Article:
I decided on the Garmen Nüvi 360 It has a larger screen at 2.8"W x 2.1"H; 3.5" diagonal and it has Bluetooth. This would allow me to retire the Bluetooth earpiece that I've been using.

The screen is bright and easy to see in the brightest daylight. I had intended to mount it on a center platform on my dash. But mounting the suction cup holder proved to be impractical. Fortunately it mounts quite well on both my Dodge Nitro and Equality's Accord. Ive noticed that people tend to mount these things in the middle of the windshield. I mount it on both cars low and on drivers side so that it in effect becomes part of my dashboard instrumentation. The mount for the Nuvi is somewhat ingenious. Navigator pops out pretty easily to remove the temptation for potential thieves. The power from the Cigarette lighter adapter is routed through mount although it could be charged directly into the Nuvi.

I was a bit concerned whether the navigator would be more of a distraction than it would be of help. Once i got used to it being there it was just another console instrument much like the tachometer or speedometer. In fact I often use its speedometer/odometer function because it can be a little more useful. While traveling unfamiliar roads it the 3D maps serve as a look ahead and provides one with that extra bit of useful information. The audible warning to turn off a semi familiar road serves as a nice reminder. And knowing how long until the nest turnoff is only helps ones concentration on driving.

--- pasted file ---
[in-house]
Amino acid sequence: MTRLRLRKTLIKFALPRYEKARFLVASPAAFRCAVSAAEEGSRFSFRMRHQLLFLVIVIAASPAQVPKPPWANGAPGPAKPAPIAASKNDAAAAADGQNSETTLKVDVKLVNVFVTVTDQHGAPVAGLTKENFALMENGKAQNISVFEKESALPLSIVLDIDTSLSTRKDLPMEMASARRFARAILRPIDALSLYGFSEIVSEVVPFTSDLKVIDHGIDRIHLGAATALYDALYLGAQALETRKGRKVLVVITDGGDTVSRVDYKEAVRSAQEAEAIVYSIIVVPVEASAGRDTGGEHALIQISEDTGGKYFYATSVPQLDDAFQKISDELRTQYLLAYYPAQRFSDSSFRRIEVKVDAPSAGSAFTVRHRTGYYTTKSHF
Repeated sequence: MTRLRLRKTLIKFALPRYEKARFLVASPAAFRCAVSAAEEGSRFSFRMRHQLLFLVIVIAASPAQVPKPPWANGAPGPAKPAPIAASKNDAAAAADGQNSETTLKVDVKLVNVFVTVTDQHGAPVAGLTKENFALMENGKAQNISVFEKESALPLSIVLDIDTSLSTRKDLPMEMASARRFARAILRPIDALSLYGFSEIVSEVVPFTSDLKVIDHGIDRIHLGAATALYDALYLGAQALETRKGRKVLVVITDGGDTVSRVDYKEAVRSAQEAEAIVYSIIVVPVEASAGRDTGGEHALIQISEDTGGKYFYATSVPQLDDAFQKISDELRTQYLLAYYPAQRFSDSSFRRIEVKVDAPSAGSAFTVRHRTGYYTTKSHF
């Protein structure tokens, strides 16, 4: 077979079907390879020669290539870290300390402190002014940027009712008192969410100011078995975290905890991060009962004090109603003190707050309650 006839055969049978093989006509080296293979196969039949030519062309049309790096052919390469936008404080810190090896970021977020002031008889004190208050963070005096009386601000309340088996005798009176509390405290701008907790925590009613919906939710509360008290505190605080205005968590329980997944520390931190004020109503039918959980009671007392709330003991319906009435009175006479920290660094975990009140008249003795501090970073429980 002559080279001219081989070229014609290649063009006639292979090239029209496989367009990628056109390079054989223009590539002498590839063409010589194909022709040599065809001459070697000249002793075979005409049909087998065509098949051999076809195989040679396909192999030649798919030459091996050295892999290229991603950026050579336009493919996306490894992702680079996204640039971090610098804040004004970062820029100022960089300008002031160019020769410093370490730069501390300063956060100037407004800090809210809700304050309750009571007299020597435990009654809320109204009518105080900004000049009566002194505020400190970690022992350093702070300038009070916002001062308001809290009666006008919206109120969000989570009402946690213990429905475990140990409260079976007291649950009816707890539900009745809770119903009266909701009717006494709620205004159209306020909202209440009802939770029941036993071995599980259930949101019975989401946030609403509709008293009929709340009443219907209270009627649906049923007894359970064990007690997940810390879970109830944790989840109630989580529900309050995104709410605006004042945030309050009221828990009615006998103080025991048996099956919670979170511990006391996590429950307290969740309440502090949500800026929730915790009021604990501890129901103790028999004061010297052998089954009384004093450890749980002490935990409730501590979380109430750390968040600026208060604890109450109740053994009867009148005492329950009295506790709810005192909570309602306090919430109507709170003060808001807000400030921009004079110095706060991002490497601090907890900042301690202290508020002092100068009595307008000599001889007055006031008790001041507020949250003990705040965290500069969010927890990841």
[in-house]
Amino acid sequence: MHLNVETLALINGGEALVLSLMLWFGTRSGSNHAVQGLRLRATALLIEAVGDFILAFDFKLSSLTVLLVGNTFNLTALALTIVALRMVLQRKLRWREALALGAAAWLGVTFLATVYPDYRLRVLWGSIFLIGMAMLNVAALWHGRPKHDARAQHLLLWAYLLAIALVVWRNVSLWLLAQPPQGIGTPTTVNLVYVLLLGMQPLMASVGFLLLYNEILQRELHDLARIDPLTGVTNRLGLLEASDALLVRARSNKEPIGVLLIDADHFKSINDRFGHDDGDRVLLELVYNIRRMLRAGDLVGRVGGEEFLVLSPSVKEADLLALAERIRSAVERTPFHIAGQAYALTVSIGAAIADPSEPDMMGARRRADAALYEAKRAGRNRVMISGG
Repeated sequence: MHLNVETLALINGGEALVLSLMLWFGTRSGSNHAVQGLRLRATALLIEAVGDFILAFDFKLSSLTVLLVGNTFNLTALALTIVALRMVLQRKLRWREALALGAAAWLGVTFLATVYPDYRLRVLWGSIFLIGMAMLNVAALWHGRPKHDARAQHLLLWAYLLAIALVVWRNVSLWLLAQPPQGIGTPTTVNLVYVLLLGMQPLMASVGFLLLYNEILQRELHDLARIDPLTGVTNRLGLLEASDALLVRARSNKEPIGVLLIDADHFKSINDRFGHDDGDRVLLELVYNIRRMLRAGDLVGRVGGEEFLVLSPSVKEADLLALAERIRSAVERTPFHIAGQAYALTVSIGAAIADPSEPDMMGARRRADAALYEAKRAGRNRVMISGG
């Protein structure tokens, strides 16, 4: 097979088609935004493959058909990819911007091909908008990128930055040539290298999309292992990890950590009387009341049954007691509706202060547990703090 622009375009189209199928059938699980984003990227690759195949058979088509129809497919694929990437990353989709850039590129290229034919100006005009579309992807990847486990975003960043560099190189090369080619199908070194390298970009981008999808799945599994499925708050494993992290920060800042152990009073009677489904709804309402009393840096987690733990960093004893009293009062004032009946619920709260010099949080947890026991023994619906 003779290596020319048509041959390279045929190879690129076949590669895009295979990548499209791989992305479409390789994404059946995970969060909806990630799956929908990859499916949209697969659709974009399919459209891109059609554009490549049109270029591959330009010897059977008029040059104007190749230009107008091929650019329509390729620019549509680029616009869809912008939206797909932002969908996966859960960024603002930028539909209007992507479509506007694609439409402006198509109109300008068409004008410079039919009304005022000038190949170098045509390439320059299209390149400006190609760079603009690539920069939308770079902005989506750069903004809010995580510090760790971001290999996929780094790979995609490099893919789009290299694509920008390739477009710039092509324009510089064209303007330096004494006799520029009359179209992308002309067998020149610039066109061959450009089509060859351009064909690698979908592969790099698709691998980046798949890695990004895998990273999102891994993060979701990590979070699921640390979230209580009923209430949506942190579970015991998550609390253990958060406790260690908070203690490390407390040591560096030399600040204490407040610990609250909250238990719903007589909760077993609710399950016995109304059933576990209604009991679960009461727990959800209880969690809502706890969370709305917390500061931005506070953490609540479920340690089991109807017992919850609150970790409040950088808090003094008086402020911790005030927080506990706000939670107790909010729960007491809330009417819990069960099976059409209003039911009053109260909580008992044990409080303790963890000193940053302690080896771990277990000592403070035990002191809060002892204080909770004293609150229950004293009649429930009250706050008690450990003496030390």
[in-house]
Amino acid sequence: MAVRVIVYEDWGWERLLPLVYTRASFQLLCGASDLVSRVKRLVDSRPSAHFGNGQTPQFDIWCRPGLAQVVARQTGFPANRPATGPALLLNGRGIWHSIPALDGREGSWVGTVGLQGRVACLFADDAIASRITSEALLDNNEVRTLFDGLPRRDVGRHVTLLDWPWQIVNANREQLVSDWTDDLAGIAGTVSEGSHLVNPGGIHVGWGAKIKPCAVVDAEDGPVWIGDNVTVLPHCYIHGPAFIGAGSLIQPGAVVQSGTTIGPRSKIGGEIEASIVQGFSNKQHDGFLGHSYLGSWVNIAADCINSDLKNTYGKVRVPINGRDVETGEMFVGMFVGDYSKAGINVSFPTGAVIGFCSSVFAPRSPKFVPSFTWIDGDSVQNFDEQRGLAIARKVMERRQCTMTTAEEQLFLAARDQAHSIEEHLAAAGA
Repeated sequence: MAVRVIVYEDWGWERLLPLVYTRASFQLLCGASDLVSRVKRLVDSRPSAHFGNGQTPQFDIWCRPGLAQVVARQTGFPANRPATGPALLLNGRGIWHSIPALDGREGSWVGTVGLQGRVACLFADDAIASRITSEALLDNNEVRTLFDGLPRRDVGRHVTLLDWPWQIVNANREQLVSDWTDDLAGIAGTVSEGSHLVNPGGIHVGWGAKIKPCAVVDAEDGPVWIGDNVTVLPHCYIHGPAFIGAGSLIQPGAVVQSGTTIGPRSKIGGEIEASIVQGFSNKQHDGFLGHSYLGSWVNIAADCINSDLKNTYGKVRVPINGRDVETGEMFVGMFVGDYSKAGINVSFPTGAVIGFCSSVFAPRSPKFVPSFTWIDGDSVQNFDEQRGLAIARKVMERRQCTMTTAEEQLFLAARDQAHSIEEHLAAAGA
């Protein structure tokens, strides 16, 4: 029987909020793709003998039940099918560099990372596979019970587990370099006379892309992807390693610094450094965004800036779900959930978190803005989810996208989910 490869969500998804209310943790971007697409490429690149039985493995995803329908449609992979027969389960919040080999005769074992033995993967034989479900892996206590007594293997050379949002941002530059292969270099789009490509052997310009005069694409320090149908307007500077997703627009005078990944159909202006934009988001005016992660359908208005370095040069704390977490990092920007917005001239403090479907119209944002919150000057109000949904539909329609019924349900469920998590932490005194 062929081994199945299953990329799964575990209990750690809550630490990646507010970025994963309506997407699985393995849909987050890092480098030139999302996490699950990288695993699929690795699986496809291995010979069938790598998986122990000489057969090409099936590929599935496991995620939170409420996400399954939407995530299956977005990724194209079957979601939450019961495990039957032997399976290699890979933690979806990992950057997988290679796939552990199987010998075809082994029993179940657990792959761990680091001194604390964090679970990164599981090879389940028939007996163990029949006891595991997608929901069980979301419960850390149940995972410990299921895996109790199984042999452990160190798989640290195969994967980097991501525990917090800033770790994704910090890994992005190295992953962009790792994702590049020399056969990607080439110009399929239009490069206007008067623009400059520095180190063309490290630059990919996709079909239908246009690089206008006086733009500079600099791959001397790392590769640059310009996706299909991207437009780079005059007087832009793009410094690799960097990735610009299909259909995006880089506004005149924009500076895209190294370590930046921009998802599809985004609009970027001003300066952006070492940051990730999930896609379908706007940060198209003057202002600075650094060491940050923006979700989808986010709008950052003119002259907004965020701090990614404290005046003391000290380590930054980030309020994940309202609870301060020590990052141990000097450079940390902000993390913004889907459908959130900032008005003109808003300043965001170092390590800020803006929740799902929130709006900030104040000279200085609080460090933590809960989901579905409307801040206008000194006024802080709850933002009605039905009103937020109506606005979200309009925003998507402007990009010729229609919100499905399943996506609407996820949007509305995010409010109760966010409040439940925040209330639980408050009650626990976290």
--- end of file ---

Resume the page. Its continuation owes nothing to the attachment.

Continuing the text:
I guess all GPS navigation systems will tell you how to get to where you are going. I paid $450 for my Nuvi 360 because it had some extra features. It works well with my Motorola Razr cell phone. The phone book is downloaded to the Nuvi. I can call up and dial through the Nuvi, talk hands free though bluetooth and never touch the phone. I don't believe I can make voice commands through the phone but its still easier and less distracting to dial out using the bluetooth wireless functions of the Nuvi than it is to use the phones dial-up. The Bluetooth functions are excellent and have allowed me to retire the bluetooth earpiece I was previously using. The Bluetooth functions alone make the 360 worth the extra money.